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The Jeffersonian cyclopedia;

a comprehensive collection of the views of Thomas Jefferson classified and arranged in alphabetical order under nine thousand titles relating to government, politics, law, education, political economy, finance, science, art, literature, religious freedom, morals, etc.;

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8830. VIRGINIA, Conventions in.—
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8830. VIRGINIA, Conventions in.—

These were at first chosen anew for every particular
session. But in March, 1775, they recommended
to the people to choose a convention
which should continue in office a year. This
was done, accordingly, in April, 1775, and in
July following that convention passed an ordinance
for the election of delegates in the month
of April annually. It is well known, that in
July, 1775, a separation from Great Britain and
establishment of republican government, had
never yet entered into any person's mind. A
convention, therefore, chosen under that ordinance,
cannot be said to have been chosen for
the purposes which certainly did not exist in
the minds of those who passed it. Under this
ordinance, at the annual election in April, 1776,
a convention for the year was chosen. Independence,
and the establishment of a new form
of government, were not even the objects of the
people at large. One extract from the pamphlet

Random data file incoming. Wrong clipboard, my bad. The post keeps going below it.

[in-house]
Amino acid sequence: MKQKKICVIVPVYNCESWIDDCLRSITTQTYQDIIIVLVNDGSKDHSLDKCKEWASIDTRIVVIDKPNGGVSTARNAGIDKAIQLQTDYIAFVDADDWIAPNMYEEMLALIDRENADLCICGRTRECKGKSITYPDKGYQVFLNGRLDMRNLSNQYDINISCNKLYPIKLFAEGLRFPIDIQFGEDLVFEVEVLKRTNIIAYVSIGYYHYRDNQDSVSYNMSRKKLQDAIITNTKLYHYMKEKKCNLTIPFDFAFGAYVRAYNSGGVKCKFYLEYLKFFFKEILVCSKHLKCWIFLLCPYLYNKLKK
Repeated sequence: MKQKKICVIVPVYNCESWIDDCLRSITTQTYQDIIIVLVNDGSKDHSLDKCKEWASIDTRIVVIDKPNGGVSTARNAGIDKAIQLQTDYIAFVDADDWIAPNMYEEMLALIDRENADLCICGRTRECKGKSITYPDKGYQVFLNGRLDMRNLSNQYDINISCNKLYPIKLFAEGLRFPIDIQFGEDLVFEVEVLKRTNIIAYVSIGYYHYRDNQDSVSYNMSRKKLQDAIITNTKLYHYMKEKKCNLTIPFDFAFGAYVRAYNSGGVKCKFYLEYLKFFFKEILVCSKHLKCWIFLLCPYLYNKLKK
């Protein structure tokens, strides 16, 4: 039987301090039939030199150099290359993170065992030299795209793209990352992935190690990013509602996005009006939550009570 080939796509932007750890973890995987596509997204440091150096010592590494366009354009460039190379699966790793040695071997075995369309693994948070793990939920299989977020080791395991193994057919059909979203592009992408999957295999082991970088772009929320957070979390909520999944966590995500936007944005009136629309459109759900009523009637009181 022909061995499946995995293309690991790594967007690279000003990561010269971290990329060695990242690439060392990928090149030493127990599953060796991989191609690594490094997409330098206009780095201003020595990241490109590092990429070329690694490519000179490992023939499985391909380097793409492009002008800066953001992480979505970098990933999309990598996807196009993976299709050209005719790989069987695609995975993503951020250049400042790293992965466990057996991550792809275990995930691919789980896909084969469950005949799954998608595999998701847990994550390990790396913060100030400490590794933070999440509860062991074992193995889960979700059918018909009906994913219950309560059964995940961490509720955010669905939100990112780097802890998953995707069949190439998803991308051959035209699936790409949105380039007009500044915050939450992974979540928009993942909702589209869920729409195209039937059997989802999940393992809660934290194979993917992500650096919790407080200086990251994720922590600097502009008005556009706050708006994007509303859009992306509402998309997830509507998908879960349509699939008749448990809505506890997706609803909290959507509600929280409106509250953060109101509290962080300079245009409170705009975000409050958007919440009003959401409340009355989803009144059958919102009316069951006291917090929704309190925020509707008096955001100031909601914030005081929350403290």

called Common Sense had appeared in the
Virginia papers in February, and copies of the
pamphlet itself had got in a few hands. But the
idea had not been opened to the mass of the
people in April, much less can it be said that
they had made up their minds in its favor. So
that the electors of April, 1776, no more than
the legslators of July, 1775, not thinking of
independence and a permanent republic, could
not mean to vest in these delegates powers of
establishing them, or any authorities other than
those of the ordinary legislature. So far as a
temporary organization of government was
necessary to render our opposition energetic,
so far their organization was valid. But they
received in their creation no powers but what
were given to every legislature before and since.
They could not, therefore, pass an act transcendent
to the powers of other legislatures.—
Notes on Virginia. Washington ed. viii, 363. Ford ed., iii, 225.

See Virginia Constitution, Repealability.